Twelve years ago, I was a college student living just 8 blocks from what would be known as Ground Zero. I remember the morning of September 11th like it was yesterday... the clear, sunny, blue skies were so pretty that morning. I had a 9:30 am Psychology class, which meant I had to leave my dorm by 9 am to make it to class on time. When Flight 11 hit the North Tower, I was probably brushing my teeth or putting my shoes on, preparing for an ordinary school day. I remember getting into the elevator of my dorm building, totally unaware of what had begun to transpire, when the building manager informed me that a plane has just crashed into the World Trade Center. I was stunned, but assumed it was simply a terrible freak accident. Although plane crashes are incredibly uncommon, that was honestly the only possibility that even crossed through my mind. I was so very oblivious.
I exited my dorm building, and began walking up Fulton Street toward the World Trade Center to the subway, when I saw Flight 175 crash. Still oblivious to the cause being terrorism, I naively figured the smoke from the first crash caused the pilot of the second plane to crash. While office papers were flying through the air, I decided to hail a cab instead of taking the subway because I thought it would be quicker. I forget now exactly how much money I had on me, but it wasn't enough to get to campus, so I walked the rest of the way to class after the cab fare reached my limit. Needless to say, I was late to my 9:30 am class, but when I arrived the class was carrying on as usual. I took my seat and opened my books, and that's when the South Tower collapsed. We heard a loud boom, which from the classroom sounded perhaps like a construction accident or explosion, so a bunch of us ran out to the street to see what happened. That's when we saw the huge plume of smoke and although it was nearly impossible to comprehend or believe, we all were suddenly aware of what had transpired.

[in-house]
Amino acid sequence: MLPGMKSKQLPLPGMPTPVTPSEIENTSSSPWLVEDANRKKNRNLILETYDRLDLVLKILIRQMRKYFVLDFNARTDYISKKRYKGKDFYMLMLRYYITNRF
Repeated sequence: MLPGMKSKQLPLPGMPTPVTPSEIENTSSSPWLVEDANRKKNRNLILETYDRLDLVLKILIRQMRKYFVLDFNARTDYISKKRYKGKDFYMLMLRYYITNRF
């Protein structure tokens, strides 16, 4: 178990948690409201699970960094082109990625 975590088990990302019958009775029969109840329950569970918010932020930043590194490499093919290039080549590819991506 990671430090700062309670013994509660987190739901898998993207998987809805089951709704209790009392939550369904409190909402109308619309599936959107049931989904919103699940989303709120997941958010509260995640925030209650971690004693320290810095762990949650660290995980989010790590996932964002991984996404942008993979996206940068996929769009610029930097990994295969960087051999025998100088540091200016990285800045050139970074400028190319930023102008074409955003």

The professor immediately dismissed the class and we left the building. But where to go? Going back to my dorm was obviously out of the question. Luckily, I had a good friend in class that invited me back to her dorm room on Washington Square Park. By 10:30, the second tower had collapsed and people were seriously panicking. I wanted to call my mom, to let her know I was okay and for advice on what to do, but the cell phone service was completely useless and the land lines were not much better -- they were so jammed up that although the lines were up and running it was impossible to get through to anyone. I tried and tried again to reach my mom's office for what seemed like hours. I finally got through to tell her I was okay, but that public transportation was down so there was no way for me to get out of the city and back home for the time being. Luckily, my Psych friend's boyfriend had an apartment uptown with room enough for both of us to stay until I could get out of the city and home.